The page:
As we left off in the last business and marketing blog, for most indie developers, marketing is the most distasteful part of trying to make and sell a game. Unfortunately, even if it’s distasteful, it’s something that needs to be done in order to make a game successful.
A team could make the greatest game in the world, but if no one knows about it, it’s not going to succeed.
With marketing, there are a number of ways to increase a games visibility, all with varying degrees of effectiveness:
- Digital Advertising: There are a lot of opportunities to advertise a game online, including via Facebook, Twitter, Reddit and other social media sites. Digital advertising can get very expensive, very quickly, and it’s one of the biggest challenges facing indie studios.For the next blog on the subject, we’ll be diving into digital advertising in greater depth, and showing what “adspend” looks like.
- PNA: This is the classic marketing strategy that a lot of people think of when it comes to marketing, and it’s shorthand for “Prints and Ads”.This generally encompasses any of the “hard” materials that are used to spread awareness for a game, like flyers, business cards, banner stands, giveaways and other promo items that may be given away at trade shows, gaming stores, gamejams, etc.
If I’m being honest, PNA is a super weird one, because it’s not particularly effective, and it’s expensive, but is often seen as necessary when showing the game to potential fans as it adds legitimacy to the studio.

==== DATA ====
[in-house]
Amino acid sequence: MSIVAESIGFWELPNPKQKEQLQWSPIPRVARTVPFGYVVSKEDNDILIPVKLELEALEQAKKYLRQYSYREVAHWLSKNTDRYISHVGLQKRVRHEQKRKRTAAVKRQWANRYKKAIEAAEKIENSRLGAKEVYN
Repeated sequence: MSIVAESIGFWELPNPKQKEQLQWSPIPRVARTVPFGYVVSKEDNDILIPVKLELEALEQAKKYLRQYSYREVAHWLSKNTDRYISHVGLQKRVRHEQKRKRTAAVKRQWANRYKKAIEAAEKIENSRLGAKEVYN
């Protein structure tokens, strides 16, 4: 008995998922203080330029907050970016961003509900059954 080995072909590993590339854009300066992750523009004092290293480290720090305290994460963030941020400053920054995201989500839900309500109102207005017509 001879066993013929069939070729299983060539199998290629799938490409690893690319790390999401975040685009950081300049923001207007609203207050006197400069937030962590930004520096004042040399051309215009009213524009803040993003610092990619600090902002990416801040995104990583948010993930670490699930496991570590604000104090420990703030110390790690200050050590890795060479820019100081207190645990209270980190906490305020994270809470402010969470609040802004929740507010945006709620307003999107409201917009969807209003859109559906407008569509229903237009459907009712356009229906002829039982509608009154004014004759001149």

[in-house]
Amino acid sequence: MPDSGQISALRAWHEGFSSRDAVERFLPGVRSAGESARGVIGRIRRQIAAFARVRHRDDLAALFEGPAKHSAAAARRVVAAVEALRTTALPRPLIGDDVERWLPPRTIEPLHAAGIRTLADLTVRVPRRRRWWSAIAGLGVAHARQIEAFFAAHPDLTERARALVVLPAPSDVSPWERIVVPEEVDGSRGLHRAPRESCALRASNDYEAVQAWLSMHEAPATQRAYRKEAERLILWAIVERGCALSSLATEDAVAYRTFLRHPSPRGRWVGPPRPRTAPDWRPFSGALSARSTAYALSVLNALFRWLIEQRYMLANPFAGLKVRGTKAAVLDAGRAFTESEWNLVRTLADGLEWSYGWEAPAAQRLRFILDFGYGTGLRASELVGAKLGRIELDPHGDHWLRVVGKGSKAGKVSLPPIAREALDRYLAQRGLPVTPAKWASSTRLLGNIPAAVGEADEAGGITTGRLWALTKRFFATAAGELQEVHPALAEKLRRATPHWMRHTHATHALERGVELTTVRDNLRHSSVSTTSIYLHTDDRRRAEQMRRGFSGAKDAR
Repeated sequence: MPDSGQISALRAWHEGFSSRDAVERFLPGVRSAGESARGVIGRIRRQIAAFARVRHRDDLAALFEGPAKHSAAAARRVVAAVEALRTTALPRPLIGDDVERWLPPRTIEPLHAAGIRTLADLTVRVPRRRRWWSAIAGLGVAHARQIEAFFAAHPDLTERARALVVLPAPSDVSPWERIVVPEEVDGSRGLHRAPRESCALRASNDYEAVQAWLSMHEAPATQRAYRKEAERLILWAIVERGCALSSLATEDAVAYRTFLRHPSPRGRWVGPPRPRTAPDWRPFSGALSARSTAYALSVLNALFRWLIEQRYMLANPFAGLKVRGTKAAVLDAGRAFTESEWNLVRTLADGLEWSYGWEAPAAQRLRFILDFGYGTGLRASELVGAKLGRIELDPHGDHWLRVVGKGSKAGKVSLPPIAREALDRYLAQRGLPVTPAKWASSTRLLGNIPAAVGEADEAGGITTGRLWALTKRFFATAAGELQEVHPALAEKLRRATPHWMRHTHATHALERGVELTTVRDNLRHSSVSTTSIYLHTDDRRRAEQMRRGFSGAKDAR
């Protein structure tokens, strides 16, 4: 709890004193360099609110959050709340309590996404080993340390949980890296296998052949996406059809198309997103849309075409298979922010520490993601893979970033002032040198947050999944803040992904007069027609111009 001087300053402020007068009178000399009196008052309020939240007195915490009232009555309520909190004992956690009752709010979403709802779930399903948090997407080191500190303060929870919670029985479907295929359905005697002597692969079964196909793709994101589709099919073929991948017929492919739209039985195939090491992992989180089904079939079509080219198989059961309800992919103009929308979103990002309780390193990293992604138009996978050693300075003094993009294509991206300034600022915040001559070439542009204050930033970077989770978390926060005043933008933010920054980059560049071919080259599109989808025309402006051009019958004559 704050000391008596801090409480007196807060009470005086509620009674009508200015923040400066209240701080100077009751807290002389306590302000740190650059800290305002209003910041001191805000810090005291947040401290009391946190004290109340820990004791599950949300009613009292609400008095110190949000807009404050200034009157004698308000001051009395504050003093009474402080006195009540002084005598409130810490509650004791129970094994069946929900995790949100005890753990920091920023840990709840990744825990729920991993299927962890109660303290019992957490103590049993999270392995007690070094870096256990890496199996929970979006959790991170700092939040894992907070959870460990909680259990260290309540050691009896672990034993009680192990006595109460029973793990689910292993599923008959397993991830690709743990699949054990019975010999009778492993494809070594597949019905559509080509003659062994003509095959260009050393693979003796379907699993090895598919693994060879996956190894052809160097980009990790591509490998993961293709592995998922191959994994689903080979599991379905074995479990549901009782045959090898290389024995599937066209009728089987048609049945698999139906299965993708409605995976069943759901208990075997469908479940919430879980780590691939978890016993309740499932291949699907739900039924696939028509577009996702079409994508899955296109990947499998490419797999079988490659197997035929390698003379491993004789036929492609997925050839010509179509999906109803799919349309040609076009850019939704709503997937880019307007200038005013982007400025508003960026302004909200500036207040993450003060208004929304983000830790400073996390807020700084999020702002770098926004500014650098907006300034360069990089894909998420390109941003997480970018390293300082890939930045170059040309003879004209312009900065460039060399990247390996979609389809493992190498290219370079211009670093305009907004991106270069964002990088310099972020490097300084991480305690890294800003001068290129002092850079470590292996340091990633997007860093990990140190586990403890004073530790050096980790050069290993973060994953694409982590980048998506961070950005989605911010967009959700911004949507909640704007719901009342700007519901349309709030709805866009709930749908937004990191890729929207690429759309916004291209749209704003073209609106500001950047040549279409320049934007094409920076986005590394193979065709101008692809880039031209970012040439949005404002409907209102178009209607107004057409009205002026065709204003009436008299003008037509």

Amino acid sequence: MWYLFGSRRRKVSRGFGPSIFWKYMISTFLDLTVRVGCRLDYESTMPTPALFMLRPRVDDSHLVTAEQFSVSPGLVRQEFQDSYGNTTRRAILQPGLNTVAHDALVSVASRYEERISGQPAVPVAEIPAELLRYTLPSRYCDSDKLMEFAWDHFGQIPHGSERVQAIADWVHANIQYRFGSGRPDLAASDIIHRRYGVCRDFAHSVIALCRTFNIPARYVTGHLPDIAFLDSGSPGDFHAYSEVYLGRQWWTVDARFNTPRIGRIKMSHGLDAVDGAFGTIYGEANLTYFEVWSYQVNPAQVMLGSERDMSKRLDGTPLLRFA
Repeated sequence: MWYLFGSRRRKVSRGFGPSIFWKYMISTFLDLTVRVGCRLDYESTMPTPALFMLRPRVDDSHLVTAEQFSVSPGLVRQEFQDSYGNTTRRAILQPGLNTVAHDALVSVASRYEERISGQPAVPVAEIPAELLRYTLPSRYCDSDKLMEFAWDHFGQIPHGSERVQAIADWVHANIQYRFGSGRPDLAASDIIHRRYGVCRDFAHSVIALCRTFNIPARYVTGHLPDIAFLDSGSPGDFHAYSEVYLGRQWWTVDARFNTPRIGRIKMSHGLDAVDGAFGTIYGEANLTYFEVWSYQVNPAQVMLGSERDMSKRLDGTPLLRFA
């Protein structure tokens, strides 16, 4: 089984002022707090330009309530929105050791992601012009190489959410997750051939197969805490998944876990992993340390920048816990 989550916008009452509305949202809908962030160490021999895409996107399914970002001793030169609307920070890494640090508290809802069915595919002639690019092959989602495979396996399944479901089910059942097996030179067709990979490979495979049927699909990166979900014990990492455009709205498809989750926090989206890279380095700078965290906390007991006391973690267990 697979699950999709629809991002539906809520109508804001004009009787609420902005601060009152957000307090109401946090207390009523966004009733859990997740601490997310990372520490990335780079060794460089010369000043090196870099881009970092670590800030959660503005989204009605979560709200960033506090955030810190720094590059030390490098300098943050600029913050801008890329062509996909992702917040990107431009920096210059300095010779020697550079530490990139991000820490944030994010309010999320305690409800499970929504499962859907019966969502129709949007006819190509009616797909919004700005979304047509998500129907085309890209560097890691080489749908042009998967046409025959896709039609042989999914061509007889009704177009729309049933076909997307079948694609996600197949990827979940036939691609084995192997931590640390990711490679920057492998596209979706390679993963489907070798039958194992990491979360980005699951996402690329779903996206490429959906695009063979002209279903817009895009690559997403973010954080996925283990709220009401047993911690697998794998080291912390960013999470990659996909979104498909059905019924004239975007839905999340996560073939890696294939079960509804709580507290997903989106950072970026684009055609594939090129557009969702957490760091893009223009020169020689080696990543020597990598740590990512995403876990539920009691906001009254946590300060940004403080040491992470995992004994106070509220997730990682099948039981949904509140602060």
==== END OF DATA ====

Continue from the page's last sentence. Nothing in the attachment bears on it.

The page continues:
- Word of Mouth: The classic “best form of advertising”, word of mouth is when you’ve generated enough interest and buzz around the game that fans start telling other fans about it.The best thing about word of mouth for indie developers is that it’s free, but it can be difficult to generate without a lot of boots on the ground work to spread awareness of the game.
- Viral Marketing: This is basically word of mouth amped up. There is no recipe for virality (despite what 1,000,000 digital marketing agencies will tell you). Viral marketing happens when you post something that resonates with people through some kind of strong emotional response (think about the last meme you laughed or cried at).For many, it’s kind of the holy grail of indie marketing, because it generates a huge amount of interest really quickly.
Now that the boring, background information on what marketing looks like for indie game developers is done, let’s get down to the fun part and set the stage for the next blog.
Marketing is like the dirty little secret of game development, and no one ever really wants to pull back the curtain and talk about it.
When we started Plateau Games, our goal was to work on games that we were excited to work on, and go about it in a way that we wanted to. Years of working at different studios says that the conventional wisdom is that you don’t talk about marketing your game, but we disagree with that.
So, here’s what we’re going to do. We’re going to start small here (we are an indie studio, afterall), but we’re going to assign a $1000 marketing budget to Blightmare, and we’re going to show fans and other devs where every penny goes.
We’ll dive into the different types of advertising mentioned above, break down how all the information is tracked on the different advertisers, and give everyone a look under the hood of the game marketing machine.
To add a twist of interest and intrigue, we’re going to be asking those that are following to help dictate where the spend goes, and how we approach it.
This should be fun. Let’s get to work!